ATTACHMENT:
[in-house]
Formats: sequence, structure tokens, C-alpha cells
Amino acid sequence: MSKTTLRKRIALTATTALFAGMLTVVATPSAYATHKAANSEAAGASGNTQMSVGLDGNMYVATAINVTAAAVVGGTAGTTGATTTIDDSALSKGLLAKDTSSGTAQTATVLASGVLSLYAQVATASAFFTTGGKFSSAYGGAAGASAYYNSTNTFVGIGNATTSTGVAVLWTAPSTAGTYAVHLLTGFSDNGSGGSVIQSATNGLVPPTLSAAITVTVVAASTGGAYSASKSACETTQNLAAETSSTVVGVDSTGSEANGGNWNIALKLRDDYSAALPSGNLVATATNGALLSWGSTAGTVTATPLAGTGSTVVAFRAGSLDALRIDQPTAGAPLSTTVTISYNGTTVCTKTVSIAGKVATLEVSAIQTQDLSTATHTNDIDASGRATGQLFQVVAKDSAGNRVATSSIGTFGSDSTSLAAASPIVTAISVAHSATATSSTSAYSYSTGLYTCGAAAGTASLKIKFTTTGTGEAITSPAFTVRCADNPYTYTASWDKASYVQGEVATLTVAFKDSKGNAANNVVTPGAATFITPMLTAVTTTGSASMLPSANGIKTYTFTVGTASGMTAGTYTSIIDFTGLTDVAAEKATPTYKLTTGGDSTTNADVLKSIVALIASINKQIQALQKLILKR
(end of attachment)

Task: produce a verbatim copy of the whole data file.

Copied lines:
[in-house]
Formats: sequence, structure tokens, C-alpha cells
Amino acid sequence: MSKTTLRKRIALTATTALFAGMLTVVATPSAYATHKAANSEAAGASGNTQMSVGLDGNMYVATAINVTAAAVVGGTAGTTGATTTIDDSALSKGLLAKDTSSGTAQTATVLASGVLSLYAQVATASAFFTTGGKFSSAYGGAAGASAYYNSTNTFVGIGNATTSTGVAVLWTAPSTAGTYAVHLLTGFSDNGSGGSVIQSATNGLVPPTLSAAITVTVVAASTGGAYSASKSACETTQNLAAETSSTVVGVDSTGSEANGGNWNIALKLRDDYSAALPSGNLVATATNGALLSWGSTAGTVTATPLAGTGSTVVAFRAGSLDALRIDQPTAGAPLSTTVTISYNGTTVCTKTVSIAGKVATLEVSAIQTQDLSTATHTNDIDASGRATGQLFQVVAKDSAGNRVATSSIGTFGSDSTSLAAASPIVTAISVAHSATATSSTSAYSYSTGLYTCGAAAGTASLKIKFTTTGTGEAITSPAFTVRCADNPYTYTASWDKASYVQGEVATLTVAFKDSKGNAANNVVTPGAATFITPMLTAVTTTGSASMLPSANGIKTYTFTVGTASGMTAGTYTSIIDFTGLTDVAAEKATPTYKLTTGGDSTTNADVLKSIVALIASINKQIQALQKLILKR